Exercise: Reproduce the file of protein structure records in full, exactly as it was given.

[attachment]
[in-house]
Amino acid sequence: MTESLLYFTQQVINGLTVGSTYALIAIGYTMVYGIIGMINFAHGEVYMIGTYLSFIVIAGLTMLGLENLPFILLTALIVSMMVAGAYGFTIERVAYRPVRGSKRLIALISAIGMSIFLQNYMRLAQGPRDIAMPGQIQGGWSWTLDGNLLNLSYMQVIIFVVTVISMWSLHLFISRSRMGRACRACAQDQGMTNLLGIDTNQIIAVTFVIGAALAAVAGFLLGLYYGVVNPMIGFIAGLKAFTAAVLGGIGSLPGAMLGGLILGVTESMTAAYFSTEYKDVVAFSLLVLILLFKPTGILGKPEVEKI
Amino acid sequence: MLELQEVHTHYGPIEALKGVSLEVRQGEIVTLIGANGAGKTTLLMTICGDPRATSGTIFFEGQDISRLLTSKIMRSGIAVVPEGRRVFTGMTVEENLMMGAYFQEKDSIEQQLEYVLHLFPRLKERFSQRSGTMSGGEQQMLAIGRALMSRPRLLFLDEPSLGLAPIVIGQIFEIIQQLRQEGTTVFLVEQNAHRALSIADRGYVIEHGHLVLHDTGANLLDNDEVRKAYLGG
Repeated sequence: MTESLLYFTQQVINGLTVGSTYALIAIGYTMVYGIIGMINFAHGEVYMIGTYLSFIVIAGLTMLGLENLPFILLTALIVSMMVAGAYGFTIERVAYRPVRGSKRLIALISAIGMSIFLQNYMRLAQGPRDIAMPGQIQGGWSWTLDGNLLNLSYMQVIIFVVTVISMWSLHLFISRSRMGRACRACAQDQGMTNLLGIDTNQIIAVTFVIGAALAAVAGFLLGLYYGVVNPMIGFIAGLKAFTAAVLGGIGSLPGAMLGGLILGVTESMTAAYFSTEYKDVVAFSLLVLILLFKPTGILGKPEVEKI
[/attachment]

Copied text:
[in-house]
Amino acid sequence: MTESLLYFTQQVINGLTVGSTYALIAIGYTMVYGIIGMINFAHGEVYMIGTYLSFIVIAGLTMLGLENLPFILLTALIVSMMVAGAYGFTIERVAYRPVRGSKRLIALISAIGMSIFLQNYMRLAQGPRDIAMPGQIQGGWSWTLDGNLLNLSYMQVIIFVVTVISMWSLHLFISRSRMGRACRACAQDQGMTNLLGIDTNQIIAVTFVIGAALAAVAGFLLGLYYGVVNPMIGFIAGLKAFTAAVLGGIGSLPGAMLGGLILGVTESMTAAYFSTEYKDVVAFSLLVLILLFKPTGILGKPEVEKI
Amino acid sequence: MLELQEVHTHYGPIEALKGVSLEVRQGEIVTLIGANGAGKTTLLMTICGDPRATSGTIFFEGQDISRLLTSKIMRSGIAVVPEGRRVFTGMTVEENLMMGAYFQEKDSIEQQLEYVLHLFPRLKERFSQRSGTMSGGEQQMLAIGRALMSRPRLLFLDEPSLGLAPIVIGQIFEIIQQLRQEGTTVFLVEQNAHRALSIADRGYVIEHGHLVLHDTGANLLDNDEVRKAYLGG
Repeated sequence: MTESLLYFTQQVINGLTVGSTYALIAIGYTMVYGIIGMINFAHGEVYMIGTYLSFIVIAGLTMLGLENLPFILLTALIVSMMVAGAYGFTIERVAYRPVRGSKRLIALISAIGMSIFLQNYMRLAQGPRDIAMPGQIQGGWSWTLDGNLLNLSYMQVIIFVVTVISMWSLHLFISRSRMGRACRACAQDQGMTNLLGIDTNQIIAVTFVIGAALAAVAGFLLGLYYGVVNPMIGFIAGLKAFTAAVLGGIGSLPGAMLGGLILGVTESMTAAYFSTEYKDVVAFSLLVLILLFKPTGILGKPEVEKI